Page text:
JQuery Stuff

I was the “bug person” the other day, (which means that I get to fix bugs for the day) when I came across a bug involving a check box.  Basically, the check box didn’t work.  Clicking on the check box caused the page to refresh and remain unchecked.  As I dug into the JQuery code that was attached to the check box click event, I found something rather interesting.  There are a lot of ways to check a check box to see if it is checked or not.  The code that was used was by the section of code I was fixing was incorrect.

First, the HTML code:

<input type=”checkboxid=”MyCheckBox” />My Check Box

Next, the JQuery:

$(document).ready(function () {
  $(‘#MyCheckBox‘).click(function () {

    var test1 = $(‘#MyCheckBox‘).prop(‘checked’);
    var test2 = $(‘#MyCheckBox‘).attr(‘checked’);
    var test3 = $(‘#MyCheckBox‘).checked;

  });

});

The question here is what are the results of “test1”, “test2” and “test3” when the check box is checked?  As it turns out, test1 is the only valid output (returning true).  The other two will return an “undefined” output.

The problem with test2 is that there is no “checked” attribute defined in the html.  So let’s define it:

<input type=”checkbox” id=”MyCheckBoxchecked=”checked” />My Check Box

Now the results have changed.  First, the check box is already checked (due to the fact that the html tells it to be checked).  Second, test2 now returns “checked” instead of undefined.  Check1 returns false, as expected and test3 still returns “undefined”.

At this point, you can see where the attr is returning the attribute of checked (which is normally equal to “checked” or “”).  If you perform a true/false comparison with this value, you will get some iffy results.  To guarantee a true false, use the following code:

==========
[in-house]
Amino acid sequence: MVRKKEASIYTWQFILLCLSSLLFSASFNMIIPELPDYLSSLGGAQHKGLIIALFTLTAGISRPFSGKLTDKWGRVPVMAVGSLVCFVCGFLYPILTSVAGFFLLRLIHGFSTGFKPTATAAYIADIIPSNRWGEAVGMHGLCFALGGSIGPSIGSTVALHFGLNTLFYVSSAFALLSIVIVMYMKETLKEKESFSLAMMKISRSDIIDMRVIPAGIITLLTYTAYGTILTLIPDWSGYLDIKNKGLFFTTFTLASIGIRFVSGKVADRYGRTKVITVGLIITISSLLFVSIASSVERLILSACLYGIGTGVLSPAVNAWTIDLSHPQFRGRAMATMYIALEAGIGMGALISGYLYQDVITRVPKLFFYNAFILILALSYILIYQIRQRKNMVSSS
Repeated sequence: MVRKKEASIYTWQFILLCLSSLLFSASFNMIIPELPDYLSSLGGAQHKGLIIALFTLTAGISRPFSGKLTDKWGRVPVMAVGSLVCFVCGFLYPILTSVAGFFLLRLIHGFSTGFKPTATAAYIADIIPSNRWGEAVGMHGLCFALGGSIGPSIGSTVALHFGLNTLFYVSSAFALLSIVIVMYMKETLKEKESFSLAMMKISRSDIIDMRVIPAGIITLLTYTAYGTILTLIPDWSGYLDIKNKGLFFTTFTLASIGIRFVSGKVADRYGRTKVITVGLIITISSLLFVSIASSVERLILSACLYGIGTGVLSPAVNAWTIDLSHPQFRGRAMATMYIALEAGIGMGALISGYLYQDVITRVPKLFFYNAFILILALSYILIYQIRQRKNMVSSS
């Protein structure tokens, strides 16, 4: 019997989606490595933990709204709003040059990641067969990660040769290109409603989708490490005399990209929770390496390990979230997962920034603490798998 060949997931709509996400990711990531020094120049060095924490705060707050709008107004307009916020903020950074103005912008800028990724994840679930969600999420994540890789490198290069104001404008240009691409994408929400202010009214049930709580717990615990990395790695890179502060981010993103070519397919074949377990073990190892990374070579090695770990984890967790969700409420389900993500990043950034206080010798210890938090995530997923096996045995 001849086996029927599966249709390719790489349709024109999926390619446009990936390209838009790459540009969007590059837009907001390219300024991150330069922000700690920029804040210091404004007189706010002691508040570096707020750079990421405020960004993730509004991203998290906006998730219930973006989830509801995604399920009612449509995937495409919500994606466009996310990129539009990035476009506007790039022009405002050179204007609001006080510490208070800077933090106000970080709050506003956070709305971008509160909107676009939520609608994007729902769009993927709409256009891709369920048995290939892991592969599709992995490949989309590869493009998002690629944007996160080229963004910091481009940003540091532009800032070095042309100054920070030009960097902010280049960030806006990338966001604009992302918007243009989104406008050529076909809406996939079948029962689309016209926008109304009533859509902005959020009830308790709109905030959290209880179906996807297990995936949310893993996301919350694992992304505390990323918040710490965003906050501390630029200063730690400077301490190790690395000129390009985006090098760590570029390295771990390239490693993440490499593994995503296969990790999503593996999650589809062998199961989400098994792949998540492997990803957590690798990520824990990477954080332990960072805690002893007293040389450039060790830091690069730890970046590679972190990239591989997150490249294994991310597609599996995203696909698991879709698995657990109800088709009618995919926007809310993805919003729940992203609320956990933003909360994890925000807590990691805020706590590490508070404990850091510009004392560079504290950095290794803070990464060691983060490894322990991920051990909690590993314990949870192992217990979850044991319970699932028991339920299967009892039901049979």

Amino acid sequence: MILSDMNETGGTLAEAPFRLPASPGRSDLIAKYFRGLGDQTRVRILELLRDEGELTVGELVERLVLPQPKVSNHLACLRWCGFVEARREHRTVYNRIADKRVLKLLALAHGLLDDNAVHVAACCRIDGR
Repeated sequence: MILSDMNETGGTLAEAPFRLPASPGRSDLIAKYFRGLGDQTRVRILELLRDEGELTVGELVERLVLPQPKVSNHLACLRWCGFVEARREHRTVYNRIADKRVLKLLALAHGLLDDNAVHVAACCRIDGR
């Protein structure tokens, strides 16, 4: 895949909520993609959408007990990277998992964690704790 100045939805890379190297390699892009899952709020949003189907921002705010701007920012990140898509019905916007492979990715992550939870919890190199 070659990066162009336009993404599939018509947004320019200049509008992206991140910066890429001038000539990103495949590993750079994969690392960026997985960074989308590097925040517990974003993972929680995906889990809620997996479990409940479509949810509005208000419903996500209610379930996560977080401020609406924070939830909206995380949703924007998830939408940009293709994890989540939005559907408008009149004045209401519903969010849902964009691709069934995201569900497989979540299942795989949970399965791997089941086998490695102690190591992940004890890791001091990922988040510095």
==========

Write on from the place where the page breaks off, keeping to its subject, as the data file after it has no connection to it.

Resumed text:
if ($(“#MyCheckBox“).is(“:checked“)) {
  alert(‘checked‘);
}
else {
  alert(‘unchecked‘);

}

This will give the correct true/false results.

Of course, using the property method also guarantees a true/false result:

if ($(“#MyCheckBox“).prop(“checked“)) {
  alert(‘checked‘);
}
else {
  alert(‘unchecked‘);

}

Test3 does not work under any of these samples.  I would avoid using it.  I personally use the “prop” or property to check for true/false, because I don’t have to worry about the colon that is required when using the “is” statement.  it’s very clean and simple.  I also leave the checked=”checked” off the check box, unless I need to initialize it to true to start with.

The bug I was fixing used the attr inside an if statement and assumed that true/false was the result.  I changed it to use the property instead, and now there is one less bug.  😉

 

0 thoughts on “JQuery Stuff

  1. I wonder if the apparently useless ". checked" is a known jQuery bug or it is only designed to work on specific contexts or what. Anyway, as my first exposure to jQuery, this doesn't exactly fill. me with confidence.

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